If you are like most of us when 3:00pm comes around you are reaching for a cup of coffee or some sort of caffeine to provide you with a pick up. Maybe you’re lucky enough that just a good bit of sunshine and fresh air will do the trick and perk you right up. Never the less we all suffer from the afternoon slump sometimes. However this is very different than actually being on the jobsite and becoming fatigued. Fatigue can show up in many different ways whether it is physical or mental. Fatigue can pose a serious threat to the safety and well being of workers and others around us due to a decrease in alertness and energy. Fatigue is a serious concern on the jobsite and it can not be taken lightly.
Why construction workers suffer from fatigue
There are many different factors that lead to fatigue. The construction industry is a high stress, high risk, high effort environment which is prime for worker fatigue. Due to the nature of our industry typically construction workers work longer hours due to compressed schedules. This may lead to overtime or even double shifts to hit tight project schedules. Construction is also transient work so many times workers spend significant time commuting to job sites, greatly decreasing the amount of true down time they have. In addition to the long hours construction is traditionally hard work, taking a toll on workers bodies. A significant portion of this work is also done while heavily exposed to the elements whether it be the heat in the summer or the cold in the winter. If that was not enough construction workers are typically exposed to other hazards such as noise, chemicals and hazardous material while they may be protected from these items they add additional strain to the work. All in all construction is very demanding both mentally and physically and if not manage properly can have significant effects on your health.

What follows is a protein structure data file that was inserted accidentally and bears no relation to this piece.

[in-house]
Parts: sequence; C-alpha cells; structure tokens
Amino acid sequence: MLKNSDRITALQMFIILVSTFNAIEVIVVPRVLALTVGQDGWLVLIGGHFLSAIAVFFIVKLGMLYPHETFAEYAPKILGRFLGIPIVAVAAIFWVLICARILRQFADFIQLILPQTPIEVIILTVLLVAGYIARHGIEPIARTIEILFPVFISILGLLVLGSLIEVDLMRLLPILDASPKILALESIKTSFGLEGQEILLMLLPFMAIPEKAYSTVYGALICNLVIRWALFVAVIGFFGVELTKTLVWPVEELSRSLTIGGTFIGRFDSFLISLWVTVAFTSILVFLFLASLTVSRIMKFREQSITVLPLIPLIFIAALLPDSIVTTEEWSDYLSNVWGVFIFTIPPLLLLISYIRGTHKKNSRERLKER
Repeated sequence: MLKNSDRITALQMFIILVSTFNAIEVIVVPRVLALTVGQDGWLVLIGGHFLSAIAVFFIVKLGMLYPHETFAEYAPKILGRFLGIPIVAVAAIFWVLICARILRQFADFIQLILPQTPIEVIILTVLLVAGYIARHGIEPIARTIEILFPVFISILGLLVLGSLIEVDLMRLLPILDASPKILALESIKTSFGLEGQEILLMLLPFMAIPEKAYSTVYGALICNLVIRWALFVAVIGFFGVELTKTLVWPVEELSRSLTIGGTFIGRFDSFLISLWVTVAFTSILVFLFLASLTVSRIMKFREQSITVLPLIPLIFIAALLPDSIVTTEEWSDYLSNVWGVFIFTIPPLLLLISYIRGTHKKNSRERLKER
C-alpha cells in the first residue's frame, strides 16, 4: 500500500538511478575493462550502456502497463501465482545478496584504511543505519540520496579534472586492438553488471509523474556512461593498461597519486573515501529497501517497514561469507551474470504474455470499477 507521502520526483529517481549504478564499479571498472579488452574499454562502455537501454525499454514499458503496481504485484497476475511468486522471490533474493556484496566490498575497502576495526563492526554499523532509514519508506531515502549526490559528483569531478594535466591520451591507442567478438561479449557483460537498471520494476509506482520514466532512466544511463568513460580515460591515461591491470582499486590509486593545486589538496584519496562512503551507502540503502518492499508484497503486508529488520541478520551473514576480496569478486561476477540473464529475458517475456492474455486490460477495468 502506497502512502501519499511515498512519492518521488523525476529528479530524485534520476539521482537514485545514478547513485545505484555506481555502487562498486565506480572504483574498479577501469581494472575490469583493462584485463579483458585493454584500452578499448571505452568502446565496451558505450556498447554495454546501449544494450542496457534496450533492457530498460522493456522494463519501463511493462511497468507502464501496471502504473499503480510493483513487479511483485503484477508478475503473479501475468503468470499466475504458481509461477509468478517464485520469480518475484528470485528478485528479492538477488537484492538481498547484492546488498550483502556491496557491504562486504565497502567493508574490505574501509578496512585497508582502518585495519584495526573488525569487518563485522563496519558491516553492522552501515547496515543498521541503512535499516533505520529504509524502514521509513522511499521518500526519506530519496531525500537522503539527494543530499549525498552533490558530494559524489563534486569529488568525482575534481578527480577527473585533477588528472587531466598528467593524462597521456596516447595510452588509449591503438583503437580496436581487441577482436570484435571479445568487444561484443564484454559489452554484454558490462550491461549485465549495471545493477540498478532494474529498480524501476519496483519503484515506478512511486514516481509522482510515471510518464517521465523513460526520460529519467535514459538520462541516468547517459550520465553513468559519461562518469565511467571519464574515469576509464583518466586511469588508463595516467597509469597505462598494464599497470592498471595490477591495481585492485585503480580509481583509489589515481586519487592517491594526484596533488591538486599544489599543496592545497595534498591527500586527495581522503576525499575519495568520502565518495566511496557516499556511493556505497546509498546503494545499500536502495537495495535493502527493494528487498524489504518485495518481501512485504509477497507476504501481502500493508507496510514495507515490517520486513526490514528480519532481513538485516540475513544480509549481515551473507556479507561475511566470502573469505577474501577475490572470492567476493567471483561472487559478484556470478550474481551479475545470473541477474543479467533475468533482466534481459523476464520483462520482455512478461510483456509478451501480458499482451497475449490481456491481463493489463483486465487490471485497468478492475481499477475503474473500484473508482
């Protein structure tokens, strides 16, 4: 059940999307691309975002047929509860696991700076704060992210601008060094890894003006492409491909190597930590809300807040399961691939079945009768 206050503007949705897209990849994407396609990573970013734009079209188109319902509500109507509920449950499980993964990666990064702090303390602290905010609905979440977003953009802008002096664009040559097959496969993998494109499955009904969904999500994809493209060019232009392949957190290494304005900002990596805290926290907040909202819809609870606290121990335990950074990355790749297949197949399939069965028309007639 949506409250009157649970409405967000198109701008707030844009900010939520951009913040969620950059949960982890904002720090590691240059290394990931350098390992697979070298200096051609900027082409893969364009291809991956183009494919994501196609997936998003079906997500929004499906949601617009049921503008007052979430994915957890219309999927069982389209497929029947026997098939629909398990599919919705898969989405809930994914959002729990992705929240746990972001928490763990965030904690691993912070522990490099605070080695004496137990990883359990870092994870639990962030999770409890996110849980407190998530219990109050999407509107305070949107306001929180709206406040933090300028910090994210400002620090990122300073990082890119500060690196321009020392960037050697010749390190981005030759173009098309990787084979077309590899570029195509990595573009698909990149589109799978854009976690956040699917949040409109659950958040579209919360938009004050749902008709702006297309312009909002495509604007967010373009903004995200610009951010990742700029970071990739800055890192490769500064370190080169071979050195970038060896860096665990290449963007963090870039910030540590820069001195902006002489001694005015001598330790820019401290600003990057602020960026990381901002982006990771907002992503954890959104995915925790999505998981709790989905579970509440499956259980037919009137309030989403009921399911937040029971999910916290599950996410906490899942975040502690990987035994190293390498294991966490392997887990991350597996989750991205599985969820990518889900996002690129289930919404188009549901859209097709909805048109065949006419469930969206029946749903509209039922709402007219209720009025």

Helping workers avoid fatigue
The good news is we can avoid fatigue especially when we are away of the warning signs. It is important to monitor the workload of workers on site. While many will jump at the chance for extra cash, too much overtime can be a bad thing. It lowers productivity and puts workers at a higher risk of fatigue. It is also important that workers take regular breaks. This does not just mean 15 minutes every four hours or so but a regular vacation or day off to recharge the batteries. In addition to managing worker workload we can use technology to help reduce fatigue.
Proper equipment and tools and new technology such as exoskeletons can reduce the physical strain on the body. Simple monitoring devices such as wearables can remind workers to take a break, get a drink or step out of the sun. These tools are a great help in managing fatigue that is caused by overwork. It is also important to have a culture that supports worker wellness and allows them to openly communicate about personal or professional problems. Supportive cultures will ensure that workers are not mentally run down as well as physically. We have to care for the entire worker, both physically and mentally, this will help reduce the risk of fatigue on the jobsite.
Employees and workers are our most valuable asset. Burnout and fatigue are real challenges in our industry and have a great effect on our bottom line. Putting in place programs to encourage worker wellness and awareness of fatigue is a great step towards avoiding potentially catastrophic consequences.